The TSCA was updated in 2016 under the Frank R. Lautenberg Chemical Safety for the 21st Century Act. For the first time, the EPA was given the authority to impose restrictions or bans on chemicals in order to protect the public. The TSCA amendments also required the EPA to identify the first 10 chemicals to undergo risk evaluation. Asbestos was at the top of the list, and the EPA completed its final risk evaluation for chrysotile asbestos in December 2020.

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Asbestos Hazard Emergency Response Act

The Asbestos Hazard Emergency Response Act (AHERA) was passed in 1986 to address asbestos found in schools.

In addition to providing school employees with protection for reporting asbestos, AHERA also requires all public and private K-12 schools to be inspected for asbestos.

Schools must also have management plans in place for handling any asbestos that is found.

Environmental Protection Agency Ruling on Asbestos

In April 2019, the EPA issued its final rule on asbestos. This rule states that asbestos products that were previously banned or discontinued cannot return to the market without being evaluated and restricted by the EPA.

Under this ruling, the EPA can also choose to keep a product as banned or prohibited if deemed necessary.

Asbestos Bans Around the World

Nearly 70 countries worldwide have banned the use, manufacture, import and export, processing, and sale of asbestos.

Here’s a timeline of global asbestos legislation:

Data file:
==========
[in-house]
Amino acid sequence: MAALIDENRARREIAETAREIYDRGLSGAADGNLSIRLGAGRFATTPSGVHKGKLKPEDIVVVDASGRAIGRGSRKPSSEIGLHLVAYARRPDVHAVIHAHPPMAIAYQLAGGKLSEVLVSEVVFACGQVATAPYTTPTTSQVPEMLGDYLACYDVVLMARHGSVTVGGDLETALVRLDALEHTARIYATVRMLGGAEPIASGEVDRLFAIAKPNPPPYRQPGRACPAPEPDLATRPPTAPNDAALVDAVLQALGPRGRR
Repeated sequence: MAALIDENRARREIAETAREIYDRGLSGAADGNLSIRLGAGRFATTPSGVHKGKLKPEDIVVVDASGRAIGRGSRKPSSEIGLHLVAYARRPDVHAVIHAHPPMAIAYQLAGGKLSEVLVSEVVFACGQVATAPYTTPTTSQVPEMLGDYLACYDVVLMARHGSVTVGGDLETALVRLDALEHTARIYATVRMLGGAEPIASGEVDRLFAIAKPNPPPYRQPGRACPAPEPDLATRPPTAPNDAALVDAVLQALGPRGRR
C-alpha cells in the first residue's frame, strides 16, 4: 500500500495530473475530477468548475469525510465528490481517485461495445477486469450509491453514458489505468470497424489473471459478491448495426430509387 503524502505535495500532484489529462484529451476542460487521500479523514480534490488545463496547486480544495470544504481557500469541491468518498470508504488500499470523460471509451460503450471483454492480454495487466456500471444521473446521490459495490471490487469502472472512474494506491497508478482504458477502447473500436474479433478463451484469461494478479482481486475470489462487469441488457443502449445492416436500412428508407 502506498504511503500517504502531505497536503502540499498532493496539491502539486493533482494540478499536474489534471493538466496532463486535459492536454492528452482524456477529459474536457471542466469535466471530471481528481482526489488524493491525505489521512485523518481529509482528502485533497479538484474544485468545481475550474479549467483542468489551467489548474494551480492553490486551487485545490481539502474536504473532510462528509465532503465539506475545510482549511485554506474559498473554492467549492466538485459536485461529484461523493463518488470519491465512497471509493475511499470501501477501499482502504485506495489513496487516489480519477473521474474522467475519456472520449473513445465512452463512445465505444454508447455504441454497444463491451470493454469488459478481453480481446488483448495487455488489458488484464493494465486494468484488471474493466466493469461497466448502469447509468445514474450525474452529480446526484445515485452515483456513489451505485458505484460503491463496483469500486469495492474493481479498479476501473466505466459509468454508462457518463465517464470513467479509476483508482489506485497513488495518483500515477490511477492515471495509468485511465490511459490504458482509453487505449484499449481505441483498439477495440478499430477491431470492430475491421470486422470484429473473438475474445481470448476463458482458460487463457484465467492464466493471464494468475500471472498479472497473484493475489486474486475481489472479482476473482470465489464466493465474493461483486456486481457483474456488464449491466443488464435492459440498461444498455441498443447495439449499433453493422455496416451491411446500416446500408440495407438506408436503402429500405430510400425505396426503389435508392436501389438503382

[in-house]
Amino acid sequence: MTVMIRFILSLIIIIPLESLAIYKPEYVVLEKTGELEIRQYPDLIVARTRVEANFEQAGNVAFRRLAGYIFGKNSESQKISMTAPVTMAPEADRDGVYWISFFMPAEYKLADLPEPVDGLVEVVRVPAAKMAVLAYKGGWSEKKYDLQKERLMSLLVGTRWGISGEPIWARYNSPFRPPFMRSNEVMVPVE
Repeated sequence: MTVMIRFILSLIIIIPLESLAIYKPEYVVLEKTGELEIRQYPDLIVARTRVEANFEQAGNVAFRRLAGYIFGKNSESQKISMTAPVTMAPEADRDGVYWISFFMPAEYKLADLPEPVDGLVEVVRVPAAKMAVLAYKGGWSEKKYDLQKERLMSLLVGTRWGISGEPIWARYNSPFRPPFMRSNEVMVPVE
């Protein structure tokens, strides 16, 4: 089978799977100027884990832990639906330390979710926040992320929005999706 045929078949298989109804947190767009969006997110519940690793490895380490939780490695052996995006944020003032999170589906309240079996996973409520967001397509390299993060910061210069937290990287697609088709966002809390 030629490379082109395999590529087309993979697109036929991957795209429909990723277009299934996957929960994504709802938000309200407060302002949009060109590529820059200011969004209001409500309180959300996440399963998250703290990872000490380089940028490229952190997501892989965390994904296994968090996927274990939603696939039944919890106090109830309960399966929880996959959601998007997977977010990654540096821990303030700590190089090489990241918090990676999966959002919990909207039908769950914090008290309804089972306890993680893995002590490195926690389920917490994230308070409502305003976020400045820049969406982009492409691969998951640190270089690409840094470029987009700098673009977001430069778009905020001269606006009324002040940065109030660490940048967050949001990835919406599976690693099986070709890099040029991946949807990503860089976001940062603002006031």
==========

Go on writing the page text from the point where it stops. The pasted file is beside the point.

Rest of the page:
• 1983 – Iceland becomes the first country in the world to ban asbestos completely.
  • 1992 – Asbestos is fully banned in Italy.
  • 2003 – Australia bans the use of chrysotile asbestos after having previously banned both amosite and crocidolite asbestos.
  • 2005 – Asbestos is banned in the European Union.
  • 2010 – Asbestos is banned in the Middle Eastern country of Turkey.
  • 2018 – Canada bans asbestos except in industries where there’s no viable substitute.
  • 2021 – Asbestos is banned in 17 states in Brazil.

As more and more countries around the world ban asbestos in all forms, mesothelioma victims and advocates hope the U.S. will one day follow suit.

“Mesothelioma kills innocent people. Asbestos kills innocent people. It’s not banned in the United States, and that is the story. That is the issue.”

- Quote from Julie Gundlach, mesothelioma survivor and asbestos awareness advocate

International Ban Asbestos Secretariat

The International Ban Asbestos Secretariat (IBAS) is an international non-profit organization dedicated to bringing about a global asbestos ban.